War in Ukraine
We are witnessing a stunning and horrific assault on the people and nation of Ukraine, by Vladimir Putin and his allies. Here are some suggestions for Christians trying to discern what the best responses to this violence might be.
Reckoning and Repentance
Putin is a war criminal, and we must resist the temptation to ennoble ourselves by comparison. It is right and holy for Americans in particular to listen to Putin’s ludicrous rationalizations for his brutality, and remember times we’ve allowed our leaders to argue that American wars were legitimate, when they were not.
In late 2002, American leadership had decided to invade Iraq, and spent months convincing the populace that it was the right thing to do it. It wasn’t, and the reasons they came up with to defend their decision were proven in time to be obfuscation and lies. The same can be said of a multitude of American military campaigns in Latin America and Vietnam.
None of those situations is the same as Russia’s invasion of Ukraine, in terms of geopolitical context and on-the-ground details (Saddam Hussein was guilty of the worst human rights abuses imaginable, and nothing in Ukraine’s contemporary life should be compared to that).
But there is a common thread in the way a powerful nation wages war on a less powerful nation, using a self-serving and dishonest story. Invaders must tell themselves and their people a fiction of their own righteousness. Nobody goes to war believing they are the bad guys.
In order for us to meaningfully confront the lies Putin tells today, we must confess our sins as a nation in all the years leading up to now, and commit ourselves to rejecting false justifications for dehumanizing violence, going forward. We cannot allow brutality to be perpetrated in our society, or in our name throughout the world.
Christians confess and Christians repent. We must reckon with how we have been wrong, in order to do what is right.
The overwhelming brutality of an unprovoked military invasion is a shock to the senses, something we’d all like to believe would never happen, despite the evidence of history. In moments like this, it’s natural to assume that the only possibilities are to outdo the aggressors in aggression, destroy the destroyers, get more bombs than your attacker, or otherwise to submit, or to run away.
Ukrainians are fighting bravely and impressively in defense of their country, but everyone understands that Russia has more troops and bombs to send than Ukraine can defeat on its own. Even if they can prevail militarily, for every day of the war more babies will be bombed in their cribs, and more of the nation will be wreckage whenever Ukrainians are able to rebuild their lives.
The rest of the world, observing this trauma, must resolve not to accept Putin’s aggression, while discerning how to stop the assault without inaugurating world war three.
Never has there been a greater need for creative non-violent resistance to an evil-doer, by people of goodwill. Various sanctions on Russian banks and oligarchs are undermining the financial vitality of Putin’s regime, and proving that helping a wrongdoer feel the pain of their own actions can be a component in changing their decisions going forward. Not the whole solution but a critical piece.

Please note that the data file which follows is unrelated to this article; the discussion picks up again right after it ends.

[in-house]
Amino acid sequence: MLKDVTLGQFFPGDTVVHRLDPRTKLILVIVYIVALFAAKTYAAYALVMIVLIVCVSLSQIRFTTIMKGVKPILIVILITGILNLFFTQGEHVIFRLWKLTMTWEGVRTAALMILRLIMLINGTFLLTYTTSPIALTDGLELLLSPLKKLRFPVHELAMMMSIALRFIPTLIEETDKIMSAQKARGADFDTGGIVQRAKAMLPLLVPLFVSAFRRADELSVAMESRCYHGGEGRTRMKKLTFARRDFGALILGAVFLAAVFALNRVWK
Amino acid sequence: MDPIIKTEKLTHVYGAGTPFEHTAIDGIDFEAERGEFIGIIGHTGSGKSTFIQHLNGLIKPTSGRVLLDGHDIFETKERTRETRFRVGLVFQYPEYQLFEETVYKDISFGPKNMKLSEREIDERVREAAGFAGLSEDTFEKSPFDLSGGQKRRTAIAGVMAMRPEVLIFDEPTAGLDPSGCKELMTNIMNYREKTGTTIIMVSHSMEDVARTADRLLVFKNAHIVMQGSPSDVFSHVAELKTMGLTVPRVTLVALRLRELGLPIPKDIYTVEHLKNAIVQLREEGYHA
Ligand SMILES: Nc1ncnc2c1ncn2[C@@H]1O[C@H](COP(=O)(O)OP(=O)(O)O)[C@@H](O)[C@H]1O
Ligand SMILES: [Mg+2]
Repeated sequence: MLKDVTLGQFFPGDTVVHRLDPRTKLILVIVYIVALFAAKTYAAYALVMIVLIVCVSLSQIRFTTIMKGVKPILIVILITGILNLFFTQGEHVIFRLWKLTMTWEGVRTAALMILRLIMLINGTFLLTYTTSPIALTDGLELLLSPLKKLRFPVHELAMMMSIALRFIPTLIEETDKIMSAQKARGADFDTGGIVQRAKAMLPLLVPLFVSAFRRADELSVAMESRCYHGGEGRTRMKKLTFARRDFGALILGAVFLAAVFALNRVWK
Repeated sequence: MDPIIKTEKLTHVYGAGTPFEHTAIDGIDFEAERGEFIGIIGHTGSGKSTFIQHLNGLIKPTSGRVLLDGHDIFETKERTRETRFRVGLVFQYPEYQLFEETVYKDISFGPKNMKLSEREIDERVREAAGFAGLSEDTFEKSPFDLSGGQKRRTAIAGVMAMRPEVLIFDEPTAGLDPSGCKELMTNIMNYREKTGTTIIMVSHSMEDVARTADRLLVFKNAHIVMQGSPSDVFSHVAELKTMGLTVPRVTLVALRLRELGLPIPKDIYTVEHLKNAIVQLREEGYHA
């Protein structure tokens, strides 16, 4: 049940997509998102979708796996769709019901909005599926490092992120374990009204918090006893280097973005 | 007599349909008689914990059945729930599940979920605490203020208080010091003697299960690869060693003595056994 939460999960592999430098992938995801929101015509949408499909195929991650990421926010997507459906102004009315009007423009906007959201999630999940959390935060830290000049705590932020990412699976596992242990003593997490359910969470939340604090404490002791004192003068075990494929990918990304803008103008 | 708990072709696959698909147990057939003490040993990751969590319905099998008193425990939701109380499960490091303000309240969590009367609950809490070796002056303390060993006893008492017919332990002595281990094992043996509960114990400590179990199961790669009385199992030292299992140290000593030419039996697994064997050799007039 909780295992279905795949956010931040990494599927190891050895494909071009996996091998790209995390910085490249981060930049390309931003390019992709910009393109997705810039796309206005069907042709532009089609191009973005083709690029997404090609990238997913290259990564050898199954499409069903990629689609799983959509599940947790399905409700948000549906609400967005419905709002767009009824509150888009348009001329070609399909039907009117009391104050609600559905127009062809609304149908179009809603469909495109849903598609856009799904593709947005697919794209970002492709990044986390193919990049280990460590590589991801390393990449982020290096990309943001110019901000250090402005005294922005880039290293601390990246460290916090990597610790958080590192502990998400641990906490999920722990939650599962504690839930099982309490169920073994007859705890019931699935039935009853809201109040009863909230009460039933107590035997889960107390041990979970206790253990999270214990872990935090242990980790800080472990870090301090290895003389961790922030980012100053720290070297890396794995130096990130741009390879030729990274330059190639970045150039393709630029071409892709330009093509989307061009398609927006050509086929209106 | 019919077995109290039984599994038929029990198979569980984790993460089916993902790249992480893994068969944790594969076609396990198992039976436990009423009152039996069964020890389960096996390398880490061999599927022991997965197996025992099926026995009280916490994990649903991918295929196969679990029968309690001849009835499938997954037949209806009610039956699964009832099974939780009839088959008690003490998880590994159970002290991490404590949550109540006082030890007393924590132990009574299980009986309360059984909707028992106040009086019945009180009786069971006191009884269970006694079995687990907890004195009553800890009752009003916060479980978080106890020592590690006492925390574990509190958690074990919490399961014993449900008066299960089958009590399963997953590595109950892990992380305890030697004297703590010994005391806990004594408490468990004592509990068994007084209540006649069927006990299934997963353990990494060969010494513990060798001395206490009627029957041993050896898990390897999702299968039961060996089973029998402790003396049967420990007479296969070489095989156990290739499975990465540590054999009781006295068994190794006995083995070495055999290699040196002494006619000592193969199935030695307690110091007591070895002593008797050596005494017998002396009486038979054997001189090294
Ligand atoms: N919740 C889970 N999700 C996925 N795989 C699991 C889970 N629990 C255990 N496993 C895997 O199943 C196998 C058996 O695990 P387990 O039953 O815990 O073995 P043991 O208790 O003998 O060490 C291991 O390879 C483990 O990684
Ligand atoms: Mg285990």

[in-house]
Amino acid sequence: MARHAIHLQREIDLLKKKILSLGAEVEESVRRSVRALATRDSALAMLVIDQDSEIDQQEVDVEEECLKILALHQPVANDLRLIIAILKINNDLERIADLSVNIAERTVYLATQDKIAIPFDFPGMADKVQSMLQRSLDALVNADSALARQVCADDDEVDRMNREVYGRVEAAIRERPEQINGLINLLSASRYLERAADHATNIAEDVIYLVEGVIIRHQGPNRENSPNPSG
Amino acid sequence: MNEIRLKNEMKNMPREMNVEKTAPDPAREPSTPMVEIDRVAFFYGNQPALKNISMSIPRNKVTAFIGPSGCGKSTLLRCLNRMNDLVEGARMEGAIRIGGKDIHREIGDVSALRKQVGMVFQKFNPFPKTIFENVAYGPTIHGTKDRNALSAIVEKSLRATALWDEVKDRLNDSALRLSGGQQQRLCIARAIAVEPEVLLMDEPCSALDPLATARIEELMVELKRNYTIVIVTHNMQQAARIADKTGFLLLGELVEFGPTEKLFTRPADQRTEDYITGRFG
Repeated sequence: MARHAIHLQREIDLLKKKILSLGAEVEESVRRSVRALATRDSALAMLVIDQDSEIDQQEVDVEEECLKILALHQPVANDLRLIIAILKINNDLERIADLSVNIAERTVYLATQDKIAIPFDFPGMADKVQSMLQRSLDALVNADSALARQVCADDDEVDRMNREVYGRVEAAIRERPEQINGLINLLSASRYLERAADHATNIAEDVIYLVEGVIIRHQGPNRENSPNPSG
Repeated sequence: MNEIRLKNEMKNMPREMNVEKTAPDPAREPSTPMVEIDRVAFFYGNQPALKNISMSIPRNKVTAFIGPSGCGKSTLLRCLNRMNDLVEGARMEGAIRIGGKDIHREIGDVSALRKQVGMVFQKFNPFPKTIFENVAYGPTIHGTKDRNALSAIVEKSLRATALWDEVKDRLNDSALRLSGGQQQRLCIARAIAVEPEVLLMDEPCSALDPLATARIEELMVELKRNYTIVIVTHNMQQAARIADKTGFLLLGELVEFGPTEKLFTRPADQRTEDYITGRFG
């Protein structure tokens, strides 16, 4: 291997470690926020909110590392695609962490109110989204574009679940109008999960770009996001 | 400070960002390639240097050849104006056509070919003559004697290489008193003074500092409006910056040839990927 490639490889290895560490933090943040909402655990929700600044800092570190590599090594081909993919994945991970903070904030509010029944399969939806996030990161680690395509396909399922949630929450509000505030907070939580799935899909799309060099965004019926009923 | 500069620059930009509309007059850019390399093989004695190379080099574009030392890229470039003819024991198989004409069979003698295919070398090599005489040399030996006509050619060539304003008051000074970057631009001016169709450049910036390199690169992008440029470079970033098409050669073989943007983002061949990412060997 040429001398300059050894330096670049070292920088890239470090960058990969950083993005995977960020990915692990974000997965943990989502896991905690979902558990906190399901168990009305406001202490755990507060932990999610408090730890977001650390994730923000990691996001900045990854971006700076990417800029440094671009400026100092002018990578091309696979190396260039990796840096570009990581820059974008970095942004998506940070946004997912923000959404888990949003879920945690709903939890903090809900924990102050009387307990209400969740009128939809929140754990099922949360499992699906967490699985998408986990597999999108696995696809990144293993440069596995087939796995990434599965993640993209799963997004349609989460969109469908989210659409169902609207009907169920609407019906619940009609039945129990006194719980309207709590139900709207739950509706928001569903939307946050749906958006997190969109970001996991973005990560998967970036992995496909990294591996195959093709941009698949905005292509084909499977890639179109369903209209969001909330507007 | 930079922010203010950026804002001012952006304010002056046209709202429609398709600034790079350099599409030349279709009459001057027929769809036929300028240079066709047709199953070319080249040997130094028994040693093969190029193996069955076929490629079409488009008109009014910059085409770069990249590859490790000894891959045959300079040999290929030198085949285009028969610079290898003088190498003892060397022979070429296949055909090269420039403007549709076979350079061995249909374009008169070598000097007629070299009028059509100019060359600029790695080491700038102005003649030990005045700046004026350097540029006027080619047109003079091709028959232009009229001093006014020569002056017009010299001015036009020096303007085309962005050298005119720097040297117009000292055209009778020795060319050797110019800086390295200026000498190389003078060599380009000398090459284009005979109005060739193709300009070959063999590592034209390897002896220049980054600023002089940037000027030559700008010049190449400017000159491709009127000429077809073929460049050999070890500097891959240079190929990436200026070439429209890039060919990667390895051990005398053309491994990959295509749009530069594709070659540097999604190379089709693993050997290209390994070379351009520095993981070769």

Another essential element of nonviolent resistance is the simple act of story-telling. We are learning that many Russian soldiers are quite ignorant of Putin’s plans for the military campaign they are a part of. Their lives are on the line in this senseless war, and facts about their leaders’ recklessness are essential information for them to understand. As journalistic reporting and crowd sharing of facts abound, some Russians are getting the support they need in understanding that their country is on the wrong side of this conflict. Truth-telling is courageous work, part of the fight that doesn’t involve bullets and bombs.
One more essential way that the nations of the world must creatively respond to this war is the embrace and empowerment of refugees. Hundreds of thousands of vulnerable Ukrainians have fled their homes, and yes this is a story of trauma and desperation. But it is also an opportunity for the greater fellowship of nations to welcome and care for an abused people. Communities are always strengthened by their own hospitality and generosity. But beyond that, imagine a restored Ukraine, years in the future, in which hundreds of thousands of people return home with lifelong bonds of friendship tying them to other nations that helped them in their hour of need. What could be better for peace in the tomorrow’s world than that?
The heart of Christianity is our faith in a savior who did not imitate his abusers. Jesus did not repeat and multiply the domination of those who attacked him. His ultimate triumph in the resurrection and the coming kingdom is a repudiation of the evil inflicted upon him, and upon all who are brutalized by dehumanizing violence. The faithful Christian then asks, How can we confront an evil-doer, without becoming, or behaving like, the evil-doer?
This must be our prayer: Gracious God, bring peace into this story of strife, and show us how to help.
War has descended upon Ukraine, and people are already dying in large numbers. There is no escaping this moment without bloodshed, and the violence of those defending their homes and families is justified.
But there is a path forward from this moment that leads to ever-greater destruction, exponential atrocity. There is also a path that leads to slowly blooming peace and hard-won healing. We who believe in Jesus must follow him on this second path, and commit whatever he asks of us, in service of salvation. For Ukraine, and for the world.
God bless you friends! Pastor Rob Leveridge